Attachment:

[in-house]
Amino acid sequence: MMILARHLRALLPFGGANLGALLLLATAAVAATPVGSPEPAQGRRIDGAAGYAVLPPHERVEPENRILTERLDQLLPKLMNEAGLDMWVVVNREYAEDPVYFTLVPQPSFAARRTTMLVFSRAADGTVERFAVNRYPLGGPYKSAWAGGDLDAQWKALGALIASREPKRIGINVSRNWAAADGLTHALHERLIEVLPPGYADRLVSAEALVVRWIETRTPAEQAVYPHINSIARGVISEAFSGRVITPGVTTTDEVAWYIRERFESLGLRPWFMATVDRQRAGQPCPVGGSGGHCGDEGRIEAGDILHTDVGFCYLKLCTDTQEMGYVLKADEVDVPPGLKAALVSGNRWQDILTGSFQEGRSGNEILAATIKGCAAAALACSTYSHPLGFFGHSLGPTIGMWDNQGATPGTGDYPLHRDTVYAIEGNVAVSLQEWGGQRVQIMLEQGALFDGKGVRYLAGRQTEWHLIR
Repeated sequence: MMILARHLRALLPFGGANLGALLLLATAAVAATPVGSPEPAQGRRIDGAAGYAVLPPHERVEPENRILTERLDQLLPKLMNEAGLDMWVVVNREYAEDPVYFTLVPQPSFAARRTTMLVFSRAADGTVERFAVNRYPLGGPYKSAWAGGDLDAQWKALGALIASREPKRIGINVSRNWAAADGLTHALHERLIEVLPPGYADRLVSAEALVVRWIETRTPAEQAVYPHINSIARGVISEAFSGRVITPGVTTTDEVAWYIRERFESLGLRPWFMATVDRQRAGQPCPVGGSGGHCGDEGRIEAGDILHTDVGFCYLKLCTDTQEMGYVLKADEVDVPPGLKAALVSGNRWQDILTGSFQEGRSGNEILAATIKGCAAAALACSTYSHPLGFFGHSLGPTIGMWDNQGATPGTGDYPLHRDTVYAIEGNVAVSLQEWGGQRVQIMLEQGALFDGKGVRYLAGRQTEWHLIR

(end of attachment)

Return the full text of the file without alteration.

[in-house]
Amino acid sequence: MMILARHLRALLPFGGANLGALLLLATAAVAATPVGSPEPAQGRRIDGAAGYAVLPPHERVEPENRILTERLDQLLPKLMNEAGLDMWVVVNREYAEDPVYFTLVPQPSFAARRTTMLVFSRAADGTVERFAVNRYPLGGPYKSAWAGGDLDAQWKALGALIASREPKRIGINVSRNWAAADGLTHALHERLIEVLPPGYADRLVSAEALVVRWIETRTPAEQAVYPHINSIARGVISEAFSGRVITPGVTTTDEVAWYIRERFESLGLRPWFMATVDRQRAGQPCPVGGSGGHCGDEGRIEAGDILHTDVGFCYLKLCTDTQEMGYVLKADEVDVPPGLKAALVSGNRWQDILTGSFQEGRSGNEILAATIKGCAAAALACSTYSHPLGFFGHSLGPTIGMWDNQGATPGTGDYPLHRDTVYAIEGNVAVSLQEWGGQRVQIMLEQGALFDGKGVRYLAGRQTEWHLIR
Repeated sequence: MMILARHLRALLPFGGANLGALLLLATAAVAATPVGSPEPAQGRRIDGAAGYAVLPPHERVEPENRILTERLDQLLPKLMNEAGLDMWVVVNREYAEDPVYFTLVPQPSFAARRTTMLVFSRAADGTVERFAVNRYPLGGPYKSAWAGGDLDAQWKALGALIASREPKRIGINVSRNWAAADGLTHALHERLIEVLPPGYADRLVSAEALVVRWIETRTPAEQAVYPHINSIARGVISEAFSGRVITPGVTTTDEVAWYIRERFESLGLRPWFMATVDRQRAGQPCPVGGSGGHCGDEGRIEAGDILHTDVGFCYLKLCTDTQEMGYVLKADEVDVPPGLKAALVSGNRWQDILTGSFQEGRSGNEILAATIKGCAAAALACSTYSHPLGFFGHSLGPTIGMWDNQGATPGTGDYPLHRDTVYAIEGNVAVSLQEWGGQRVQIMLEQGALFDGKGVRYLAGRQTEWHLIR